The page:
Anat Cell Biol 2023; 56(1): 150-154
Published online March 31, 2023
Copyright © Korean Association of ANATOMISTS.
Rohini Motwani , Ariyanachi Kaliappan , Mrudula Chandrupatla
Department of Anatomy, All India Institute of Medical Sciences, Hyderabad, Telangana, India
Correspondence to:Ariyanachi Kaliappan
Department of Anatomy, All India Institute of Medical Sciences, Hyderabad, Telangana 508126, India
This is an Open Access article distributed under the terms of the Creative Commons Attribution Non-Commercial License (http://creativecommons.org/licenses/by-nc/4.0/) which permits unrestricted non-commercial use, distribution, and reproduction in any medium, provided the original work is properly cited.
During the deep dissection of the front of the forearm, an anomalous accessory muscle in relation to the flexor digitorum profundus (FDP) muscle was observed in the right forearm. The accessory muscle consisted of a spindle-shaped muscle belly with a long tendon underneath the flexor pollicis longus muscle. When followed distally, the accessory muscle tendon was found lateral to the FDP tendon for the index finger and entered the palm deep to the flexor retinaculum. In the palm, we encountered the first lumbrical muscle as a bipennate muscle taking origin from the adjacent sides of the middle of the tendons of FDP and accessory muscle tendon. After giving origin to first lumbrical muscle, the accessory muscle got merged with the tendon of FDP for index finger. Understanding this kind of variation is required for radiologists and hand surgeons for diagnostic purposes and while performing corrective surgical procedures.
Keywords: Accessory muscle, Bipennate, Forearm, Gantzer muscles, Lumbricals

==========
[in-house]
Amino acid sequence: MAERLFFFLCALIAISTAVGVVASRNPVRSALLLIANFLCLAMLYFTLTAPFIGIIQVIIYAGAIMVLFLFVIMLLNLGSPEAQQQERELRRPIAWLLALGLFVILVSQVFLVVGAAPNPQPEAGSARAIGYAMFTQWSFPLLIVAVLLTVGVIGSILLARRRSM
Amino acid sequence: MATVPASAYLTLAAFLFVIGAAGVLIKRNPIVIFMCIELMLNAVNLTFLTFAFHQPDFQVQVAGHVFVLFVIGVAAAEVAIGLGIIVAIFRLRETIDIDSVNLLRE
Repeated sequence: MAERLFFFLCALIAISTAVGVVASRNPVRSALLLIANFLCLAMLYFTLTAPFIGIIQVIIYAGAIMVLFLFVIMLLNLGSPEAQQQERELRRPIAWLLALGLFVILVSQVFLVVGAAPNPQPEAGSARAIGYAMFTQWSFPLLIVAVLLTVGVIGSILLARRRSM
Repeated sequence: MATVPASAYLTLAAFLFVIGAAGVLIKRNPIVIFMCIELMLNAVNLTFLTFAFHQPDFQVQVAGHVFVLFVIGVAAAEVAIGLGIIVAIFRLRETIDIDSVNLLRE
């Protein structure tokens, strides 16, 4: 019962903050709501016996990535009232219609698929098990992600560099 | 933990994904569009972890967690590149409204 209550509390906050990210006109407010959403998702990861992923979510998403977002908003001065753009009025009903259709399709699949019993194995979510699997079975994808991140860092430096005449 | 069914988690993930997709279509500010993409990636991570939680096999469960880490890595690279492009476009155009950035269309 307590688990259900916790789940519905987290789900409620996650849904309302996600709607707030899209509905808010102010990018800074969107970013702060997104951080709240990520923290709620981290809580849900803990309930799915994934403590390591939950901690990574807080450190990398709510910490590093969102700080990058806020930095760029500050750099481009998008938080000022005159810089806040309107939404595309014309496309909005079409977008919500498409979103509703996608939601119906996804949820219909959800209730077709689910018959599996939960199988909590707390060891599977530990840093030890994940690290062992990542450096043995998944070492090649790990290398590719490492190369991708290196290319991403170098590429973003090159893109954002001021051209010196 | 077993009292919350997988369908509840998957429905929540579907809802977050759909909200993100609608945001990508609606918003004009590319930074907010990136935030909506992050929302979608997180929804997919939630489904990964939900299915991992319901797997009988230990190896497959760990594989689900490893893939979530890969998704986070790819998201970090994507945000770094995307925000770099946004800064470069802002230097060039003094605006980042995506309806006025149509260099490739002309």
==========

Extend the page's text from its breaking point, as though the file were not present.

The variations of the muscles of the forearm flexor compartment are not uncommon, which can lead to a variety of clinical disorders that impair forearm and hand function . The anterior compartment contains the flexor muscles of the forearm. These are arranged in superficial and deep groups. Flexor digitorum profundus (FDP) is one of the deep muscles of this compartment. FDP arises from the proximal three-quarters of the anterior and medial surfaces of the ulna, in addition it also takes origin from coronoid process, from the proximal three-quarters of the posterior ulnar border and from the anterior surface of the ulnar half of the interosseous membrane. The muscle ends in four tendons that run deep to the tendons of flexor digitorum superficialis and the flexor retinaculum. The part of the muscle that acts on the index finger is usually distinct throughout, while the tendons for the other fingers are interconnected by areolar tissue and tendinous slips as far as the palm. Ventral to their proximal phalanges, the tendons pass through the tendons of flexor digitorum superficialis to insert on the palmar aspects of the bases of the distal phalanges. The tendons of the FDP undergo fascicular rearrangement as they pass through those of superficialis. Studies suggest that FDP may be joined by accessory slips from the radius (which act on the index finger), flexor digitorum superficialis, flexor pollicis longus (FPL), the medial epicondyle or the coronoid process .